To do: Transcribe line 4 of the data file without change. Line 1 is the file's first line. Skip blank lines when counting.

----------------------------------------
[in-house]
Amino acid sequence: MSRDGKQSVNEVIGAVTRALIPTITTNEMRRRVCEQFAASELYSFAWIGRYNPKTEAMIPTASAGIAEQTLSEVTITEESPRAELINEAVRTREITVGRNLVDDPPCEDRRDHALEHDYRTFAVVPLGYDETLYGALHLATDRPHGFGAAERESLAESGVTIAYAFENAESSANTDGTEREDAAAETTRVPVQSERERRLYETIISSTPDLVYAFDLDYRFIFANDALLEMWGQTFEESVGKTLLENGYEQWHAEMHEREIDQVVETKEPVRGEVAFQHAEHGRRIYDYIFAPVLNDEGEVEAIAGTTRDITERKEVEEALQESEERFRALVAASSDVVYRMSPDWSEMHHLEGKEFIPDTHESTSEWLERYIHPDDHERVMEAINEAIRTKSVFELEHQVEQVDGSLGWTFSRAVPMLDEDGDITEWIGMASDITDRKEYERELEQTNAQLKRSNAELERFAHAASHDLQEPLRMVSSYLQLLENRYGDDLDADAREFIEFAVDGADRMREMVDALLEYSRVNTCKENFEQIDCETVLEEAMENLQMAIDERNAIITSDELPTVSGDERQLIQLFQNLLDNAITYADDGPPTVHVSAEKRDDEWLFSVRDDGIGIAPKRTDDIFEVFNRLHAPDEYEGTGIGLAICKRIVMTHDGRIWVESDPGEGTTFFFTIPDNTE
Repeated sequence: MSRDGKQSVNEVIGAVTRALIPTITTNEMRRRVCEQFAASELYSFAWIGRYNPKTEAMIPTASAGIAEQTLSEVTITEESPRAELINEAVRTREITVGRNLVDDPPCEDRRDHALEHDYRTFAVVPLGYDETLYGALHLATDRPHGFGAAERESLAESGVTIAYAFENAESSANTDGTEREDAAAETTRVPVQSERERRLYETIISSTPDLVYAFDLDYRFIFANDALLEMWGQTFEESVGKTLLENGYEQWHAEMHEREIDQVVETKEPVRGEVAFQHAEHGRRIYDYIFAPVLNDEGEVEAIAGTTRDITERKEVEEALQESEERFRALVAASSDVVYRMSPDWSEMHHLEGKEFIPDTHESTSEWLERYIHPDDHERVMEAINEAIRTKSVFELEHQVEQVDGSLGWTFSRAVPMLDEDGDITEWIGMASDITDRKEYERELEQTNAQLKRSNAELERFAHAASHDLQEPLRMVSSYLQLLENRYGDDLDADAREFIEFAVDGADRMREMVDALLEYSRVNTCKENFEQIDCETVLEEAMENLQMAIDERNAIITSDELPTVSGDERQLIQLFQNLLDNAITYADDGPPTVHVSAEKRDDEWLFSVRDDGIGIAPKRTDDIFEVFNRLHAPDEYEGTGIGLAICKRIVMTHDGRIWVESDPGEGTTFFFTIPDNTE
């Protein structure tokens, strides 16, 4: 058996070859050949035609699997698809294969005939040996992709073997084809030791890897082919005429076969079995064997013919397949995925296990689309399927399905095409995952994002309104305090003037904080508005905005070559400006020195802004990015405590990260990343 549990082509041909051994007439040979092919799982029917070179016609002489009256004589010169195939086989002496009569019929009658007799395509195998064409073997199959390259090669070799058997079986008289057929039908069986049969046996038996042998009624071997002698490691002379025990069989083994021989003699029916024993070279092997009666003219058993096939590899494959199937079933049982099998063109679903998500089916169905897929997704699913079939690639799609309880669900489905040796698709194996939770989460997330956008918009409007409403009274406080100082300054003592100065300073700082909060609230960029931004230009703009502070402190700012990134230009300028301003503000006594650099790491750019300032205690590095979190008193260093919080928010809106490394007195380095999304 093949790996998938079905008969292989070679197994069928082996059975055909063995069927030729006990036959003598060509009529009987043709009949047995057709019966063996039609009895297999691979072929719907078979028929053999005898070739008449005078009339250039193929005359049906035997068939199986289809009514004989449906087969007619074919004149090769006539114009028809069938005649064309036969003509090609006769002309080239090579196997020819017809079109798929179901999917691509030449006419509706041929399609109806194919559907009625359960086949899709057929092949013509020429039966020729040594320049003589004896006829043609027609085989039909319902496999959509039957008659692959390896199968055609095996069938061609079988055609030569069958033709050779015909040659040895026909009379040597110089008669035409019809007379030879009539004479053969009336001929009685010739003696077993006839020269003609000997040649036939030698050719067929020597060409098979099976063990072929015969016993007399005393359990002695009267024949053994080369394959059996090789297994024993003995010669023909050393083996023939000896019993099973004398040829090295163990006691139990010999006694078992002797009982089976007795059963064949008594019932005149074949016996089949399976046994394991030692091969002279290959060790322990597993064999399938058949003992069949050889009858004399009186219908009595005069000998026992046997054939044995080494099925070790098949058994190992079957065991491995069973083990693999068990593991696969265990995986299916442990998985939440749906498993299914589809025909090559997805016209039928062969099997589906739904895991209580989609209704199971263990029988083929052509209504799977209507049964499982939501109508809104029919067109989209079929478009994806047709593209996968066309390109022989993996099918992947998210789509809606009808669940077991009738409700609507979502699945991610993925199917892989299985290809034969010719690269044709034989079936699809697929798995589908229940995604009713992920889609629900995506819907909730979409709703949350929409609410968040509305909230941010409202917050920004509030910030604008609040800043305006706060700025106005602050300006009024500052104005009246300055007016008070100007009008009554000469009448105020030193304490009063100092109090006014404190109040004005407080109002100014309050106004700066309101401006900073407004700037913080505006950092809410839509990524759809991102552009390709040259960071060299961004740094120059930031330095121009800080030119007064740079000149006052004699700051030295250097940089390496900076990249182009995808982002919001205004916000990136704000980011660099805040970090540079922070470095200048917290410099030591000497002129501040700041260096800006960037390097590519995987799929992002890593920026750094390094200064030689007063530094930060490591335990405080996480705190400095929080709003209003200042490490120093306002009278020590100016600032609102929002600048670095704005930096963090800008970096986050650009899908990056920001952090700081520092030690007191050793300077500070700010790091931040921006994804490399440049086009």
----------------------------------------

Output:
């Protein structure tokens, strides 16, 4: 058996070859050949035609699997698809294969005939040996992709073997084809030791890897082919005429076969079995064997013919397949995925296990689309399927399905095409995952994002309104305090003037904080508005905005070559400006020195802004990015405590990260990343 549990082509041909051994007439040979092919799982029917070179016609002489009256004589010169195939086989002496009569019929009658007799395509195998064409073997199959390259090669070799058997079986008289057929039908069986049969046996038996042998009624071997002698490691002379025990069989083994021989003699029916024993070279092997009666003219058993096939590899494959199937079933049982099998063109679903998500089916169905897929997704699913079939690639799609309880669900489905040796698709194996939770989460997330956008918009409007409403009274406080100082300054003592100065300073700082909060609230960029931004230009703009502070402190700012990134230009300028301003503000006594650099790491750019300032205690590095979190008193260093919080928010809106490394007195380095999304 093949790996998938079905008969292989070679197994069928082996059975055909063995069927030729006990036959003598060509009529009987043709009949047995057709019966063996039609009895297999691979072929719907078979028929053999005898070739008449005078009339250039193929005359049906035997068939199986289809009514004989449906087969007619074919004149090769006539114009028809069938005649064309036969003509090609006769002309080239090579196997020819017809079109798929179901999917691509030449006419509706041929399609109806194919559907009625359960086949899709057929092949013509020429039966020729040594320049003589004896006829043609027609085989039909319902496999959509039957008659692959390896199968055609095996069938061609079988055609030569069958033709050779015909040659040895026909009379040597110089008669035409019809007379030879009539004479053969009336001929009685010739003696077993006839020269003609000997040649036939030698050719067929020597060409098979099976063990072929015969016993007399005393359990002695009267024949053994080369394959059996090789297994024993003995010669023909050393083996023939000896019993099973004398040829090295163990006691139990010999006694078992002797009982089976007795059963064949008594019932005149074949016996089949399976046994394991030692091969002279290959060790322990597993064999399938058949003992069949050889009858004399009186219908009595005069000998026992046997054939044995080494099925070790098949058994190992079957065991491995069973083990693999068990593991696969265990995986299916442990998985939440749906498993299914589809025909090559997805016209039928062969099997589906739904895991209580989609209704199971263990029988083929052509209504799977209507049964499982939501109508809104029919067109989209079929478009994806047709593209996968066309390109022989993996099918992947998210789509809606009808669940077991009738409700609507979502699945991610993925199917892989299985290809034969010719690269044709034989079936699809697929798995589908229940995604009713992920889609629900995506819907909730979409709703949350929409609410968040509305909230941010409202917050920004509030910030604008609040800043305006706060700025106005602050300006009024500052104005009246300055007016008070100007009008009554000469009448105020030193304490009063100092109090006014404190109040004005407080109002100014309050106004700066309101401006900073407004700037913080505006950092809410839509990524759809991102552009390709040259960071060299961004740094120059930031330095121009800080030119007064740079000149006052004699700051030295250097940089390496900076990249182009995808982002919001205004916000990136704000980011660099805040970090540079922070470095200048917290410099030591000497002129501040700041260096800006960037390097590519995987799929992002890593920026750094390094200064030689007063530094930060490591335990405080996480705190400095929080709003209003200042490490120093306002009278020590100016600032609102929002600048670095704005930096963090800008970096986050650009899908990056920001952090700081520092030690007191050793300077500070700010790091931040921006994804490399440049086009």